The good news is that – as I can attest – this takes some of the stress out of the moment of envelope-opening truth on results day.
The bad news is that many people are now concerned that pupils won’t work as hard, and will achieve lower grades than they otherwise might, because their place on their course is already confirmed.
For what it’s worth, that was absolutely not the case for me. My A-level results really, really mattered to me, on their own merits, rather than as a passport to university. The unconditional offer merely allowed me to relax – and make a start on the university reading list – in the lead-up to that Thursday morning in mid-August.
Read more here.
Are English students just measuring out their lives in coffee spoons?
Studying English literature, this English graduate believes, should illuminate the soul’s imaginary sight. Instead, however, many English teachers believe that today’s English-literature pupils are simply measuring out their lives in coffee spoons.
Entries for English A levels have dropped by 13 per cent since last year. And the Association for School and College Leaders, as well as the National Association for the Teaching of English, are worried that the “joyless” and “formulaic” GCSEs, with their emphasis on historical context and closed-book exams, are to blame.
One assistant headteacher said: “GCSE English language is sucking the joy out of the study of how we communicate: the power and beauty in words. English literature favours those with excellent memories; it has reduced our most magnificent pieces of writing to a collection of quotations.”
And Geoff Barton, ASCL general secretary, said: “It is right that we should have the highest aspirations for all our students, but this should not equate to turning exams into a joyless slog.
"We are concerned that the current GCSE specifications are failing to encourage a love of English in young people and this year’s entries at A level appear to confirm our fears.”
Find out more here.
Are the new A levels bad for pupils' mental health? Teachers think so
Results day has always been stressful, obviously. But there’s stress, and then there’s two-years’-work-hangs-on-your-performance-in-a-single-three-hour-exam stress.
Teachers are increasingly concerned about the effect that the reformed, non-modular, minimal-coursework A-levels are having on pupils’ mental health.
A survey by the NEU teaching union showed that most teachers believed that the new A-level exams had led to a deterioration in pupils’ mental health.
Essentially, they said that the reformed A levels – introduced in 2017 – offer reduced scope for coursework than the previous versions. The new A levels have also been uncoupled from AS levels, so that Year 12 performance does not count towards the final grade.
This puts a lot of pressure on pupils to succeed in a small number of exams…with the obvious effect on stress and anxiety, teachers believe.
Read more here.
New A levels: the lowdown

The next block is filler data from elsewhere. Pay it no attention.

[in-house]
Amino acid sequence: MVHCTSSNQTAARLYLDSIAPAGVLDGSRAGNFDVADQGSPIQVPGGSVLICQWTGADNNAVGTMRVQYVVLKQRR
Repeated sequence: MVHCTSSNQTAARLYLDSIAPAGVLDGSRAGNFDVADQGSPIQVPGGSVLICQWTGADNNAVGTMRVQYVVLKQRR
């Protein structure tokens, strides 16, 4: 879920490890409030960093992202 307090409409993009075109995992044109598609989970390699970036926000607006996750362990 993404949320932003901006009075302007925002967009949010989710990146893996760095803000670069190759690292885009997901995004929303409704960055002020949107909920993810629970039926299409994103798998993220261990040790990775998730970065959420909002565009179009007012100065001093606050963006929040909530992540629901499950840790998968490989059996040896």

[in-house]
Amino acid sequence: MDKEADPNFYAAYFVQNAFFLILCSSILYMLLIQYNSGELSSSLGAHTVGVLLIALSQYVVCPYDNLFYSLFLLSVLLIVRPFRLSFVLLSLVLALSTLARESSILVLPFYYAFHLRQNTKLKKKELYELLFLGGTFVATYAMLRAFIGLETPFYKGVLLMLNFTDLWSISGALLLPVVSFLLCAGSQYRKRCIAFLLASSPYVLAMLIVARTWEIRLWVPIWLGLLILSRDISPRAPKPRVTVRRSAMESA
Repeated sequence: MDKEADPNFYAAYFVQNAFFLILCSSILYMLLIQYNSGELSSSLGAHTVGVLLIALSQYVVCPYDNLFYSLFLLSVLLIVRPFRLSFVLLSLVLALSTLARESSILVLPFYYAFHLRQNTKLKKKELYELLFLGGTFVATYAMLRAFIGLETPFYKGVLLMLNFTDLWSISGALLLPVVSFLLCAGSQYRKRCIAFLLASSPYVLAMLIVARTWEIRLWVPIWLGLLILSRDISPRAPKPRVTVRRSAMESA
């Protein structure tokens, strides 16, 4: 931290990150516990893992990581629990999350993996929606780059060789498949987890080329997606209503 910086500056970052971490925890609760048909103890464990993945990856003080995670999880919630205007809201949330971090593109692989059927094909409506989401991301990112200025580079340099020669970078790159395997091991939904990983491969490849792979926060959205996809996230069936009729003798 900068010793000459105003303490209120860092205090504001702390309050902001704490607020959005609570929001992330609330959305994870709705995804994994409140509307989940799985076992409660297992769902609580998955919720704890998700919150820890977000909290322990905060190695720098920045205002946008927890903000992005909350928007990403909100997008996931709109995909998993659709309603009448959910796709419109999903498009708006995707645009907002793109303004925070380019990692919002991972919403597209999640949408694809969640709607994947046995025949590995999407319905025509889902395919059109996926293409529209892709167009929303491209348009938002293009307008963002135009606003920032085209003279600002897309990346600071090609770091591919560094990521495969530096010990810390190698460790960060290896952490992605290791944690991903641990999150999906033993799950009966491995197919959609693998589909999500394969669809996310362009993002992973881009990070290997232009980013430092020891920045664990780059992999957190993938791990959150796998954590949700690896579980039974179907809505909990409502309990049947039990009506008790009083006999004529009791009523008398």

There’s been all this talk about the reformed A levels. But it’s very easy to keep repeating the phrase “reformed A levels” in a knowledgeable tone, without actually knowing what it really means.
When were they introduced? Are they more difficult than the previous version? If they are more difficult, does that mean there will be a drop in pupils’ grades as a result?
Tes has the answers here. So now you can talk in a knowledgeable tone and – added bonus – actually know what you’re talking about.
Exam stress isn't just for students
Good morning, and happy (here's hoping) A-level results day.
So, here we all are: reloading the same few webpages, and scanning Twitter for any scraps of information. Maybe you ought to update your A-levels bingo card just one more time (leaping girls, blonde; murmurings about whether all students really ought to be aiming for university; matching murmurings that maybe today isn't the day for that conversation; celebrities saying they did just fine, despite failing all their exams).
As you gear up for the day, you're probably all-too-painfully aware that exam stress isn't just for those people picking up their results today. As our magazine leader points out this week, the stress of exams is possibly even greater for teachers than for those they teach. For all that non-teachers talk about the envy-inducing six-week holiday, the reality is that results day is the rain cloud hovering over even the sunniest of beach holidays.
Yes, students’ futures hang on a single set of results (and all the more so, since the introduction of the non-modular exam). But so do teachers’ jobs, and their careers. Many headteachers and heads of department spend August uncertain whether they’ll still have a job in September. Is this a healthy way to live, for them or their staff?
Read more here.
What should we expect, this A-level results day?
Tes news editor, William Stewart, outlines what tomorrow's A-level talking points are likely to be.
As a sneak preview: entry patterns in different subjects, with particular focus on English and languages. He also explains why grade inflation is a thing of the past...and, tangentially, why arguments over the pronunciation of "comparable" (COM-prable, and I will not hear otherwise) may have taken their place.
Watch the video for the full analysis.